John Clague is Shrum Professor of Science at Simon Fraser University. He was educated at Occidental College (BA, 1967), the University of California Berkeley (MA, 1969), and the University of British Columbia (PhD, 1973). Clague worked as a Research Scientist with the Geological Survey of Canada from 1975 until 1998. In 1998 he accepted a faculty position in Department of Earth Sciences at Simon Fraser University, where he is currently the Canada Research Chair in Natural Hazard Research. He is Director of the Centre for Natural Hazard Research at SFU. Clague has published over 200 papers in 45 different journals on a range of earth science disciplines, including glacial geology, geomorphology, stratigraphy, sedimentology, and natural hazards, and has consulted for several private-sector firms and government agencies. His graduate students are currently conducting research on natural hazards and late Holocene climate change in western Canada.

Clague’s other principle professional interest is improving public awareness of earth science by making relevant geoscience information available to students, teachers, and the general public. He gives frequent talks to school and community groups and is regularly called on by the media to comment on a range of earth science issues. Clague has written two popular books on the geology and geologic hazards of southwest British Columbia, and a textbook on natural hazards. He is a Fellow of the Royal Society of Canada, former President of the Geological Association of Canada, and Past-President of the International Union for Quaternary Research. He is recipient of the Geological Society of America Burwell Award, the Royal Society of Canada Bancroft Award, APEGBC’s 2001 and 2005 Innovation Editorial Board Awards, the Geological Association of Canada’s (GAC) 2006 E.R.W Neale Medal, and GAC’s 2007 Logan Medal. He was the 2007-2008 Richard Jahns Distinguished Lecturer for the Geological Society of America and Association of Environmental and Engineering Geology.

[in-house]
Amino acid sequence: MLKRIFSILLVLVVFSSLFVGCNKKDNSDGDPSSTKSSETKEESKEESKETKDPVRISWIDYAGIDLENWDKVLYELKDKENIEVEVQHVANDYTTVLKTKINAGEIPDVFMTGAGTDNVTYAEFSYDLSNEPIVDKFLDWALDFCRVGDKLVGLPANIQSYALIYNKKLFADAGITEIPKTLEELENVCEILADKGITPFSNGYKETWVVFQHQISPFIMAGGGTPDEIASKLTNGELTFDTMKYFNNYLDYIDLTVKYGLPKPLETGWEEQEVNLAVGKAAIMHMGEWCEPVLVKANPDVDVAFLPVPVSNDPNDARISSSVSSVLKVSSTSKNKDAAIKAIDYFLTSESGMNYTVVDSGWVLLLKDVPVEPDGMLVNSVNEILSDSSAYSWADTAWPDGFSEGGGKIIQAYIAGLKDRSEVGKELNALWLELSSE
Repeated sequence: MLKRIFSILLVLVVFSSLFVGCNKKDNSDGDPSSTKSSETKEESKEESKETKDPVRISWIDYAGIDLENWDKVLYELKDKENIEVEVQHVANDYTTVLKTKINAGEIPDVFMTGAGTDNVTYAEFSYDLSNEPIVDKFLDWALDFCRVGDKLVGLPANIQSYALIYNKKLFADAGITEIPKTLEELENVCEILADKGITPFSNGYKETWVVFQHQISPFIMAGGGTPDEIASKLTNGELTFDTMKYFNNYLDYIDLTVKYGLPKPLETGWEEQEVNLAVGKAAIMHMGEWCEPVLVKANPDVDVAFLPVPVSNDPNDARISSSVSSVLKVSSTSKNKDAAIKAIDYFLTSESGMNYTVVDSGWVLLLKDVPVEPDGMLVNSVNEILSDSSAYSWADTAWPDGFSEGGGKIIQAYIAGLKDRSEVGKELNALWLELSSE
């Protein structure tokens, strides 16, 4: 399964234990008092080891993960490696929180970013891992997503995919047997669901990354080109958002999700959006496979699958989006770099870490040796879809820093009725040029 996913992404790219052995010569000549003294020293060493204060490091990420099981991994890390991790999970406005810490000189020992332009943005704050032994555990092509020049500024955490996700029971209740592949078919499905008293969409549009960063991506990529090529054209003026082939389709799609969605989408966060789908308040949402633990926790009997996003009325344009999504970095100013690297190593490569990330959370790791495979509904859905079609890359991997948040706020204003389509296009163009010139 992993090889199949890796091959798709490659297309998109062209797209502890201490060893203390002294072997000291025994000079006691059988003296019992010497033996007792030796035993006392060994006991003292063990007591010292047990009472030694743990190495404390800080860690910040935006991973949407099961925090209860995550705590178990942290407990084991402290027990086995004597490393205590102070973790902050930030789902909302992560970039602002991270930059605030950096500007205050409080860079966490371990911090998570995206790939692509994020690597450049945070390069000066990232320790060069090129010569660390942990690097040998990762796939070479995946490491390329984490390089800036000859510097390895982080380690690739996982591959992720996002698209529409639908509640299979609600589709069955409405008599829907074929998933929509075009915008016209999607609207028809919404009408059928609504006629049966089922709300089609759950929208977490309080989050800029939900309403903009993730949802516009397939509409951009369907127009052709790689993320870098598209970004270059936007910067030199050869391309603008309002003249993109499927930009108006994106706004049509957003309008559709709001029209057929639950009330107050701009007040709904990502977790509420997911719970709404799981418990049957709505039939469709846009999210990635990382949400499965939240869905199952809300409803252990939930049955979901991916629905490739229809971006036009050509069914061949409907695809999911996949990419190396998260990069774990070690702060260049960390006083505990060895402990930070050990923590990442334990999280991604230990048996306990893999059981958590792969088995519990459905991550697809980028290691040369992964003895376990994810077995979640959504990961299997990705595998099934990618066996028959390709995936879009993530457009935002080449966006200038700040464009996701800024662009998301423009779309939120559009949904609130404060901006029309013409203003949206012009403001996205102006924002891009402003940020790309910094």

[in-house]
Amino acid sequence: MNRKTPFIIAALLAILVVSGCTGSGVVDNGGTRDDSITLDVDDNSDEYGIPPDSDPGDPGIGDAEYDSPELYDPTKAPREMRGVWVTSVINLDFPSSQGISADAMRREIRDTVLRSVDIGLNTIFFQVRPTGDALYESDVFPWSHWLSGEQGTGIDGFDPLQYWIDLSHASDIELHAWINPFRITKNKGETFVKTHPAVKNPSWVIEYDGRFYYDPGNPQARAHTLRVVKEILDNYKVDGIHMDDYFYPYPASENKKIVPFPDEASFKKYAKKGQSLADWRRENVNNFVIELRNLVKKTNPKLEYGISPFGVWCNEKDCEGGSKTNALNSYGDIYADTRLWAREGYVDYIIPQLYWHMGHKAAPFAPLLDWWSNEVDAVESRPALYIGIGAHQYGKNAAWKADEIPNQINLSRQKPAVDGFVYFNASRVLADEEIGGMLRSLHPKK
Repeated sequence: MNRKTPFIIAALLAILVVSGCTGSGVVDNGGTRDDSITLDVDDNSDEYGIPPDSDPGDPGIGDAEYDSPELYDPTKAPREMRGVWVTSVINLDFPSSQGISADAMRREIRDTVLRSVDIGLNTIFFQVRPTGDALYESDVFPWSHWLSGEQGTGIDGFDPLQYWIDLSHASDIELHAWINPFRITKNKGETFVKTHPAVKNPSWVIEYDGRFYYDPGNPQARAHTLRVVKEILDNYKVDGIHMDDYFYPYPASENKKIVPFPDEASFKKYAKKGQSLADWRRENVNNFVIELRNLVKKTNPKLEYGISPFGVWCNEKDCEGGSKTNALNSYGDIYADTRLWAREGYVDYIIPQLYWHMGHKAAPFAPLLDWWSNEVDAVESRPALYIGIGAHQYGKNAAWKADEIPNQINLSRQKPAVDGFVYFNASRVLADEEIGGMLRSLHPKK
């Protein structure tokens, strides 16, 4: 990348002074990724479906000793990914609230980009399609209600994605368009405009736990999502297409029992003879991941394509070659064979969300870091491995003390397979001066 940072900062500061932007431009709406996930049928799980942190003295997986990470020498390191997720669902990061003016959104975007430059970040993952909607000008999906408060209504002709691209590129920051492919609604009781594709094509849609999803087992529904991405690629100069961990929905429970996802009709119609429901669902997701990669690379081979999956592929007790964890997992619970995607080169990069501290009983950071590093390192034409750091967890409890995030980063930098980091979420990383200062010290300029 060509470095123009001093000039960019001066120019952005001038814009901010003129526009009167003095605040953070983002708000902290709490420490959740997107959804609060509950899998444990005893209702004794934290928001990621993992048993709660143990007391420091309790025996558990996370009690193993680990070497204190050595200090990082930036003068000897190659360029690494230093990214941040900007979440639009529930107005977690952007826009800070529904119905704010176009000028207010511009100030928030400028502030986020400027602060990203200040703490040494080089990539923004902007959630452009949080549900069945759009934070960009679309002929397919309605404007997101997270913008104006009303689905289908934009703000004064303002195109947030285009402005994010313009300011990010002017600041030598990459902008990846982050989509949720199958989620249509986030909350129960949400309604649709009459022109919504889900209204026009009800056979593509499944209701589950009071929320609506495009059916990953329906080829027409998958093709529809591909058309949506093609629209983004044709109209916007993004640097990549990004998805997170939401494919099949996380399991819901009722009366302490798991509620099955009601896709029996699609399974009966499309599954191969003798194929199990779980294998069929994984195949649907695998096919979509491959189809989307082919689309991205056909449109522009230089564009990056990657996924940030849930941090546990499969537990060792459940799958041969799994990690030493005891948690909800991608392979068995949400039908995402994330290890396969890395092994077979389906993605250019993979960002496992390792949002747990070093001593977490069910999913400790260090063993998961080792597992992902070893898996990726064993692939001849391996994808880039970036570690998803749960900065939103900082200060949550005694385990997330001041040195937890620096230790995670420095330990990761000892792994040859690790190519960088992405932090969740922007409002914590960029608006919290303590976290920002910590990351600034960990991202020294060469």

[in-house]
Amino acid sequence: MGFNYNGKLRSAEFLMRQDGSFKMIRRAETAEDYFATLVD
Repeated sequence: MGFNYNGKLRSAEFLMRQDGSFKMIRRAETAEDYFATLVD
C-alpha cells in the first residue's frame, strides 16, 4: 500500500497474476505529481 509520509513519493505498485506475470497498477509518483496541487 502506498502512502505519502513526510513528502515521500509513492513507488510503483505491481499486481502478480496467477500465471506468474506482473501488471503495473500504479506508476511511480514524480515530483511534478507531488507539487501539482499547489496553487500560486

CANCELLATION

Space is limited and there may be a waiting list, so please let us know immediately if you must cancel.

If a registration is cancelled 7 days or more before a program starts, HMCOL will refund the program fee and equipment rental fees (as applicable) minus an administrative cost of $20 per person. Program and equipment rental fees will not be refunded if a cancellation is received less than 7 days before the start of a program. A program may be cancelled at the discretion of HMCOL. If a program is cancelled, participants will receive a full refund of program and equipment fees.

A NOTE ABOUT LIABILITY

Hope Mountain Centre carries liability insurance and maintains excellent safety records. Due to the nature of outdoor programs, these trips do involve some personal risk. Hope Mountain Centre assumes no responsibility for personal injury or damage to personal property and we will require each participant to sign a liability release and assumption of risk form before participating in this program.

Please be aware that activities typical of this program involve many risks, dangers and hazards including, but not limited to: accidents which occur during transportation or travel to and from events; slips and falls; loss of balance; impact, cold water immersion; repetitive strain injuries; dislocated shoulders; hypothermia, frostbite, sunburn; changing and inclement weather conditions including storms, blizzards, whiteouts and high wind; steepness of terrain, tree wells, crevasses; avalanches, cornices, landslides and falling ice, snow and objects; encounters with domestic or wild animals; negligence on the part of releasees and other participants.

While we love animals of all kinds, we ask that you please leave your pet at home.

PROGRAM PARTNERS